Former regional health director Gabriel Scally has confronted an ex-Tory minister, blaming a decade of government cuts for failure to control the coronavirus outbreak.
Scally told Newsnight that 10 years of continuous Tory cuts to public health budgets had left the NHS ’emaciated’ and incapable of carrying out mass contact tracing at the start of the coronavirus outbreak.
But David Gauke, who served as chief secretary to the Treasury under Theresa May, argued that cuts were necessary to combat government debt levels which rose during the global financial crisis.
He said: ‘The public finances in 2010 were in a terrible state but we need to look at our focus on resilience to ensure we are able to deal with these matters and I think a greater focus on resilience is clearly going to be important.’
Scally disagreed: ‘I think that’s nonsense… The resilience has been stripped systematically out of the system, you cannot, when a big problem like this hits, you can’t just reinvent things and put them back the way you wish they were.
‘If you make the system as lean and emaciated as it is there will not be the public health staff there, there will not be the health visitors, there will not be the environmental health officers and you can’t magic them up out of nowhere.
‘Simply testing key workers, health service workers and the over 65s really won’t cut it, so it needs to be a comprehensive programme.’
Presenter Emma Barnett highlighted that the the Public Health grant, which helps fund NHS trusts, shrunk by £871.6 over five years.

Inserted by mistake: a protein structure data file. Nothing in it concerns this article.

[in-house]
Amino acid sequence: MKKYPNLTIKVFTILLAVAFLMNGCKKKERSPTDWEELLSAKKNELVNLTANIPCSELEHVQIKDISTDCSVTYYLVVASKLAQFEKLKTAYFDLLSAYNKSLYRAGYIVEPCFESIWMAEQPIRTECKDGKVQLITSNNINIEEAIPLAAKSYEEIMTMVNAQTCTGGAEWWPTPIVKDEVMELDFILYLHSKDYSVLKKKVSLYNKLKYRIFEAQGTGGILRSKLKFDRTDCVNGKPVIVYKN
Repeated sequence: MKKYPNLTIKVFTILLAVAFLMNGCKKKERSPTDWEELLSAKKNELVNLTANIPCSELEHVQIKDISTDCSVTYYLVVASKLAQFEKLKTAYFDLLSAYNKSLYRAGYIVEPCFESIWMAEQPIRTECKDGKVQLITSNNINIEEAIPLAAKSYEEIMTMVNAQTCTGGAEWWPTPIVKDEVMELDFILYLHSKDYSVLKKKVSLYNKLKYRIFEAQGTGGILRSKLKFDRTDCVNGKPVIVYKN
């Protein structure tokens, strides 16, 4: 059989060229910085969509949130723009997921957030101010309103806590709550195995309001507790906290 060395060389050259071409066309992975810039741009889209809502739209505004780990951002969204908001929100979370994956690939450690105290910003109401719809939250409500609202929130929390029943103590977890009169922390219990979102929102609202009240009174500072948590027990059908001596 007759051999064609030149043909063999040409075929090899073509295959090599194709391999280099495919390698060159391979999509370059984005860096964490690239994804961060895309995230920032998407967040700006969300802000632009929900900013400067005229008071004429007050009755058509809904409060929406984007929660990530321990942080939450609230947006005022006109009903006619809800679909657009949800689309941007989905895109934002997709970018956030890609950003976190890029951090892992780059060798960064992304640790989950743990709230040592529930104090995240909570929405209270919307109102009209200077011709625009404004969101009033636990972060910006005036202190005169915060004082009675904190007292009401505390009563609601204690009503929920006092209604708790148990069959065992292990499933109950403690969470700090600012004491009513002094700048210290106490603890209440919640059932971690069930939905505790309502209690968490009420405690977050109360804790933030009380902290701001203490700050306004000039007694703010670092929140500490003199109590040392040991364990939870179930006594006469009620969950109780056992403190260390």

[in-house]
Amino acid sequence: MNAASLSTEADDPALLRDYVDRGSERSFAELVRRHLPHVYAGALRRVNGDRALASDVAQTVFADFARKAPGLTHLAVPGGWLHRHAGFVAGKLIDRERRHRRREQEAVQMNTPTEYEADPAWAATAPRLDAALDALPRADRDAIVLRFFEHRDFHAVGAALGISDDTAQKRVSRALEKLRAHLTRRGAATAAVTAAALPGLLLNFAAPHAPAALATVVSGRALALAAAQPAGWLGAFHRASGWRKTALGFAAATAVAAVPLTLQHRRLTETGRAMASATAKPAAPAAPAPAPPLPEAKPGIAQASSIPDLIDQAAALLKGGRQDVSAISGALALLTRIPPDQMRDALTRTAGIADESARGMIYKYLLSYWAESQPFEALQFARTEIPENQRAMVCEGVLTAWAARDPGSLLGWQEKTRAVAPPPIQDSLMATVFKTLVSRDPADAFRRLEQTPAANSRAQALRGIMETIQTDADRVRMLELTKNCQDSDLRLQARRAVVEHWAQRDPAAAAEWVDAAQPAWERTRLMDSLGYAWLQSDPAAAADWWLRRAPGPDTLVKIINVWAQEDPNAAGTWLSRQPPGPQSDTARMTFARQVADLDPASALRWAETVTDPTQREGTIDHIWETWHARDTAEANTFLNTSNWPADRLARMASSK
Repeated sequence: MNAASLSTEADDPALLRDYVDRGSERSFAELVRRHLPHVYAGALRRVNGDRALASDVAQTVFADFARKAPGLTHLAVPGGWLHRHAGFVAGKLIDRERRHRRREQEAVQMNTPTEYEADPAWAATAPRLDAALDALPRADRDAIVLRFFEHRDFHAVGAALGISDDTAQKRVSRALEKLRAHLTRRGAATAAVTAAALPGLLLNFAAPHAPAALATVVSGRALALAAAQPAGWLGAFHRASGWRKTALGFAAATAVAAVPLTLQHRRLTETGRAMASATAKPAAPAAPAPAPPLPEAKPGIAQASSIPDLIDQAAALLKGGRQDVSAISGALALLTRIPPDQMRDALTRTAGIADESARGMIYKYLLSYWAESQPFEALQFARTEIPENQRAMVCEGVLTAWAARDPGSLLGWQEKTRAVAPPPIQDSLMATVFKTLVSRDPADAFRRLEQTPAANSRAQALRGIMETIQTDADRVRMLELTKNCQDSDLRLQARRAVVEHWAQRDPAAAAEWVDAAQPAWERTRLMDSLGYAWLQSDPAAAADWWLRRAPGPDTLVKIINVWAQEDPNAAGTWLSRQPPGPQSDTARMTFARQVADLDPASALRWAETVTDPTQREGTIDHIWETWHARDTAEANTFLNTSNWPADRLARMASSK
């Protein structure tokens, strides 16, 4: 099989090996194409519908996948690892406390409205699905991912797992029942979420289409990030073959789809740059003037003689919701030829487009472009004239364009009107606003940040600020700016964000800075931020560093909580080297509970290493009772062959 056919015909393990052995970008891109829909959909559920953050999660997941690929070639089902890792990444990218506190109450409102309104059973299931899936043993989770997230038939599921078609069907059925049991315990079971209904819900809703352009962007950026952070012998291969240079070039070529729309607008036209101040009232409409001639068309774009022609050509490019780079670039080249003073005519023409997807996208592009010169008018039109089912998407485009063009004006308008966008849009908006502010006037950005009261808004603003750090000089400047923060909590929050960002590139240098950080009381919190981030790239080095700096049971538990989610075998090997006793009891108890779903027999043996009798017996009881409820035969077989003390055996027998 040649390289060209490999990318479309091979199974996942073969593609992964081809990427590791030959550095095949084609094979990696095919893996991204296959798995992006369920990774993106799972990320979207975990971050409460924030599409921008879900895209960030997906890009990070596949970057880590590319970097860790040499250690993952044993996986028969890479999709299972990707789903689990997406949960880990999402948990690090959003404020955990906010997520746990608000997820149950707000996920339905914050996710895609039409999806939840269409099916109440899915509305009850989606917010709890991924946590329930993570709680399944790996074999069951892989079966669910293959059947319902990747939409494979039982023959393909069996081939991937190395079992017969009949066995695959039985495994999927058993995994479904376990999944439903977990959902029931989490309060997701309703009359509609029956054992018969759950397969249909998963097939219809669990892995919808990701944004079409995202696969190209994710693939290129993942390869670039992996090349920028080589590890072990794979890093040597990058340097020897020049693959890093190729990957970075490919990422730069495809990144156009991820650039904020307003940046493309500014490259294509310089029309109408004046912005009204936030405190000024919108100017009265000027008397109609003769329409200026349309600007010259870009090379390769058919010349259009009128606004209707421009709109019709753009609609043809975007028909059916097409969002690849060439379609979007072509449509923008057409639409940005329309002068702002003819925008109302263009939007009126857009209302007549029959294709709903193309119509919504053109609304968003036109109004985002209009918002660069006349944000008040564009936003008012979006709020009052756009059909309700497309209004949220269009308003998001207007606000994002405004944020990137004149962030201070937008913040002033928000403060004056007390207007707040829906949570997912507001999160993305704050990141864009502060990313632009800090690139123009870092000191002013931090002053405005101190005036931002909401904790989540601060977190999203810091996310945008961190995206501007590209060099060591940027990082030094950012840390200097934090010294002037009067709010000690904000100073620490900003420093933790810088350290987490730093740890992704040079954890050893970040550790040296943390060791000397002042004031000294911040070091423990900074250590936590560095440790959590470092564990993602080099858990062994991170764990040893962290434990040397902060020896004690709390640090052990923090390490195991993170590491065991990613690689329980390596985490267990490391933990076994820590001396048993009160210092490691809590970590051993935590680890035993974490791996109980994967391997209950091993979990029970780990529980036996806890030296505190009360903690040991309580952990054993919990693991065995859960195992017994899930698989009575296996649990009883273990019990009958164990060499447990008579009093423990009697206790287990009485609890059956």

Scally’s appearance was praised on Twitter. Julie Capaldi wrote: ‘Thank you and so glad you had the final word! Very insightful even though Gauke tried to blame cuts on the previous labour govt (again).’
Patrick Neveling posted: ‘Thanks so much for this,@GabrielScally, for not putting up with your conversant’s nonsense statements about resilience. The way out of this crisis begins with all of us no longer allowing hollow phrases such as Gauke’s resort to ‘resilience’ to dominate public debate.’
Chester University governance professor Andrew Corbett-Nolan likened the cuts to a hole in a bucket. He wrote: ‘The cuts in public health (which was in the first place was painfully under-funded) were refined stupidity. It was like having a hole in a bucket, then throwing away what’s left of the bucket and keeping the hole.’
Contact tracing was used to track, trace and isolate people who had come into contact with the virus. This strategy was partially abandoned in favour of a lockdown in March.